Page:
Prayers don't help heart surgery patients; Some fare worse when prayed for
Many - if not most people - believe that prayer will help you through a medical crisis such as heart bypass surgery. If a large group of people outside yourself, your family, and your friends joined in intercessory prayer, that should be even more helpful, so such reasoning goes.
Researchers have been trying to prove this and even to measure the effect. So far, two studies found that third-party prayers bestow benefits, but two others concluded that there are no benefits. Now, the largest study to date, covering 1,800 people who underwent coronary bypass surgery at six different hospitals, supported the latter research.
Not only that, but patients who knew that others were praying for them fared worse than those who did not receive such spiritual support, or who did but were not aware of it.
Those who conducted the study are quick to say that its results do not challenge the existence of God. Also, it did not try to address such religious questions as the efficacy of one form of prayer over others, whether God answers intercessory prayers, or whether prayers from one religious group work better than prayers from another, according to the Rev. Dean Marek, a chaplain at the Mayo Clinic in Rochester, Minn.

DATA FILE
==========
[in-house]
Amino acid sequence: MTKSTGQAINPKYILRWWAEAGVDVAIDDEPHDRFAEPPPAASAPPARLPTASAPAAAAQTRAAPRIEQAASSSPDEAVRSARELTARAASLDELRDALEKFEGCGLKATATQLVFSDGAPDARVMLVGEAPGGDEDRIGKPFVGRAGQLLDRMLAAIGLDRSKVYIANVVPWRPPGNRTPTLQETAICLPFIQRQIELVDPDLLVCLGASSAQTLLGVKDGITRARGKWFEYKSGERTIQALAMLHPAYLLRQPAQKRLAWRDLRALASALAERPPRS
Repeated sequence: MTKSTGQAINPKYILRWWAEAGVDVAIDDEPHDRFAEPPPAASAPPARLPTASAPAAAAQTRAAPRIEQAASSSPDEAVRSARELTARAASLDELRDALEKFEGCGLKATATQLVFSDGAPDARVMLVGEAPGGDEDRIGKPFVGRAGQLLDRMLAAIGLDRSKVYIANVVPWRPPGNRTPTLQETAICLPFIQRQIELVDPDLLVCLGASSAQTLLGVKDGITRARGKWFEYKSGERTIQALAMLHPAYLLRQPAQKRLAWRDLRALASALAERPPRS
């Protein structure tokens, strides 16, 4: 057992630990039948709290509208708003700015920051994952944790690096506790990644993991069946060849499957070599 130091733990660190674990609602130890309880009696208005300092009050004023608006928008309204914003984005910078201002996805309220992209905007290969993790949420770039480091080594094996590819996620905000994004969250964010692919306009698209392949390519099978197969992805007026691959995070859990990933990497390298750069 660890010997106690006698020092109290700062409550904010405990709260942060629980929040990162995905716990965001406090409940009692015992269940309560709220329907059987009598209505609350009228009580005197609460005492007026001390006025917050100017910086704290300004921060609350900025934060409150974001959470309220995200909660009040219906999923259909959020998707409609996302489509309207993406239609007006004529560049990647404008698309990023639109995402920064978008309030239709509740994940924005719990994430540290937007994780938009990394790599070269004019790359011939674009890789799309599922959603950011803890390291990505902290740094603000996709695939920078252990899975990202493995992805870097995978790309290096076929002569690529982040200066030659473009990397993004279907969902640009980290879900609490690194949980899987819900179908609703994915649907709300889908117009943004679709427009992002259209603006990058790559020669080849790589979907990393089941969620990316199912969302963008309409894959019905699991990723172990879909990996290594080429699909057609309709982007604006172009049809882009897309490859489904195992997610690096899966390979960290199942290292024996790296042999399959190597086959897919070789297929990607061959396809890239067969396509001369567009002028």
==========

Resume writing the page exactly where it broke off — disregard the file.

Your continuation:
Other researchers in the study, who include investigators from Harvard Medical School, Harvard-affiliated Beth Israel Deaconess Medical Center and Mind/Body Medical Institute, agree. Also involved were teams from medical institutions in Oklahoma City, Washington, D.C., Memphis, and Rochester, Minn.
"The primary goal of the study was limited to evaluating whether intercessory prayer or the knowledge of receiving it would influence recovery after bypass surgery," notes Jeffery Dusek, an instructor in medicine at Harvard Medical School. The evaluation found that third-party prayer has no effect at all on recovery from surgery without complications, and that patients who knew they were receiving prayer fared worse that those who were not prayed for.
Source: Harvard University